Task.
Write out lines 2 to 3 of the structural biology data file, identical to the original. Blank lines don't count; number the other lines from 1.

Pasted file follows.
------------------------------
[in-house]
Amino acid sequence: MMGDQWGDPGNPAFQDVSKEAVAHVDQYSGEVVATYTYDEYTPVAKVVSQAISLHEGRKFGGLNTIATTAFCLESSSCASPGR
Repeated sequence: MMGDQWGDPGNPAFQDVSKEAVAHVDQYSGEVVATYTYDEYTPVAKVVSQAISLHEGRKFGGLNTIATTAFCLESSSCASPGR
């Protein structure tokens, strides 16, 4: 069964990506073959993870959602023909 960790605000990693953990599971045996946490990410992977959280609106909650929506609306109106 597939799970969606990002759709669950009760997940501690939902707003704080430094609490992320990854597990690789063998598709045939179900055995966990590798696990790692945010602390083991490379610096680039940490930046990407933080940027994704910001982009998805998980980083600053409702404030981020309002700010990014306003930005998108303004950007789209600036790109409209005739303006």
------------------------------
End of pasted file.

Amino acid sequence: MMGDQWGDPGNPAFQDVSKEAVAHVDQYSGEVVATYTYDEYTPVAKVVSQAISLHEGRKFGGLNTIATTAFCLESSSCASPGR
Repeated sequence: MMGDQWGDPGNPAFQDVSKEAVAHVDQYSGEVVATYTYDEYTPVAKVVSQAISLHEGRKFGGLNTIATTAFCLESSSCASPGR